Courtesy of Elizabeth Wickham
Parents who are former swimmers have an advantage over us, non-swimming parents. They understand first hand about the hard work and effort that goes into swimming on a daily basis. Their history gives them knowledge about how swimming has evolved through the years in terms of training, technique and equipment.
I’ve been talking with coaches, swimmers and officials to piece together a bit of history for our LSC. I’ve talked with many interesting people including icons Jim Montrella, Jill Sterkel, Chuck Riggs and Mark Schubert. I’ve learned surprising facts about how things “used to be” in the swimming world that I never knew before.
Here are five ways swimming has changed dramatically for our children:
According to Phil Scott (RIP), head coach of the San Pedro YMCA in the ‘50s and ‘60s, boys swam naked at practice and girls weren’t allowed in the YMCA. When girls were finally allowed to join the swim team, Phil had to find suits for the boys. Back then, suits for girls were big, bulky and some were made of wool and had skirts!
GOGGLES AND YARDAGE
Mark Schubert said when he first began coaching, swimmers didn’t wear goggles and they couldn’t stay in the water for more than 3,000 yards without their eyes burning. The introduction of goggles radically changed training and swimmers in the ‘70s swam 20,000 yards and more. Chuck Riggs said his swimmers tried to get in 30,000 a day over a Christmas break but didn’t quite make it. Today, we haven’t come full circle but the yardage has dropped significantly for our children.
OPPORTUNITIES FOR WOMEN
Bonnie Adair, head coach of Loyola Marymount University and founder of SCAQ Masters, said there were very few collegiate programs for women in her day. Her freshman year, she stayed home, commuted to college and trained with her club team. Her senior group on her club team was mostly women because the guys left to swim at college. Now with Title IX, women have more college swim programs, but at a cost of losing many men’s programs.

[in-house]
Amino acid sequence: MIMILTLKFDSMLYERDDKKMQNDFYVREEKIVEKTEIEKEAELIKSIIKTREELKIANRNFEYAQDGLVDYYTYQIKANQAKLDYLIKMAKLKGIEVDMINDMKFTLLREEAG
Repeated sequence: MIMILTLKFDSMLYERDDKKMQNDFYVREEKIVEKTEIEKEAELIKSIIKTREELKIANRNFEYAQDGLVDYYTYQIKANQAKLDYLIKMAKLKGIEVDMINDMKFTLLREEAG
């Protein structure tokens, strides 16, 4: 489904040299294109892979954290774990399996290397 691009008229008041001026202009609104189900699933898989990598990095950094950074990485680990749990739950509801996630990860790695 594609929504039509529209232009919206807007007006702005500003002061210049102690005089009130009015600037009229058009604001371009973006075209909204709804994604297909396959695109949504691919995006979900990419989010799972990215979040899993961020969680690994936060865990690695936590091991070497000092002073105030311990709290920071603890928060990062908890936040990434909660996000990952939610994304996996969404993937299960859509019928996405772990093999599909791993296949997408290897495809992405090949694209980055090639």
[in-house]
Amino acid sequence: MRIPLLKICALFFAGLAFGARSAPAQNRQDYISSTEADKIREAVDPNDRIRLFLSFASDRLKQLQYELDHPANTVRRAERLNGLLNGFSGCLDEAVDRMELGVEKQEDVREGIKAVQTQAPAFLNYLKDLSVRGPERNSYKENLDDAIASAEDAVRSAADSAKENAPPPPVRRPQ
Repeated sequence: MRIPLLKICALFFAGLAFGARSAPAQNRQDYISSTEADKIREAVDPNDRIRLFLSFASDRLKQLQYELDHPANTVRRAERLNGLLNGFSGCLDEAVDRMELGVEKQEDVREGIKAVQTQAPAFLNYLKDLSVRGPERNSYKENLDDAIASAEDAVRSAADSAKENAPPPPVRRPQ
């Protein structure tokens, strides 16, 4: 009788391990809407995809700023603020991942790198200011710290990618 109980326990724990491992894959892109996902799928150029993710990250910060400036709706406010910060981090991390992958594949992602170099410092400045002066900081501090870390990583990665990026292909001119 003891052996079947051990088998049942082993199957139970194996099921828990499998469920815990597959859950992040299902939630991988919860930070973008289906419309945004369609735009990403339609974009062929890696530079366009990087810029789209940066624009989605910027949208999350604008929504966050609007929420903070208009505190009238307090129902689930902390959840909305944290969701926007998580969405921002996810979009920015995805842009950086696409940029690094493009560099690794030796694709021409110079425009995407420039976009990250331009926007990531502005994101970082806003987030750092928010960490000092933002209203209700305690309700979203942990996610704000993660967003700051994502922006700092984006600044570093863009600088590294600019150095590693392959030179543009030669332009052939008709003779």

STANDARD POOL SIZES
Our kids swim in 25-yard or 50-meter pools in USA Swimming. I was surprised to learn that there were many different sizes and shapes of pools years ago. Some pools were 30 yards, 40 yards, 50 meters and everything in between. Coach Bonnie Adair said her parents purposefully drove her to meets at different sizes of pools so she could capture many of her 35 NAG records.
SWIMMERS AND DIVERS
Many of the swim coaches I spoke with were divers. There was a time when most swimmers competed in diving, too. One of the scariest things I heard was that divers and swimmers practiced at the same time—in the same pool. Yes, some terrible accidents happened. To read more swim history, check out socalswimhistory.com.
What are some of the dramatic changes you’ve seen in swimming throughout the years? How has swimming changed for your children?
Elizabeth Wickham volunteered for 14 years on her kids’ club team as board member, fundraiser, newsletter editor and “Mrs. meet manager.” She’s a writer with a bachelor of arts degree in editorial journalism from the University of Washington with a long career in public relations, marketing and advertising. Her stories have appeared in newspapers and magazines including the Los Angeles Times, Orange County Parenting and Ladybug. You can read more parenting tips on her blog: http://bleuwater.me/.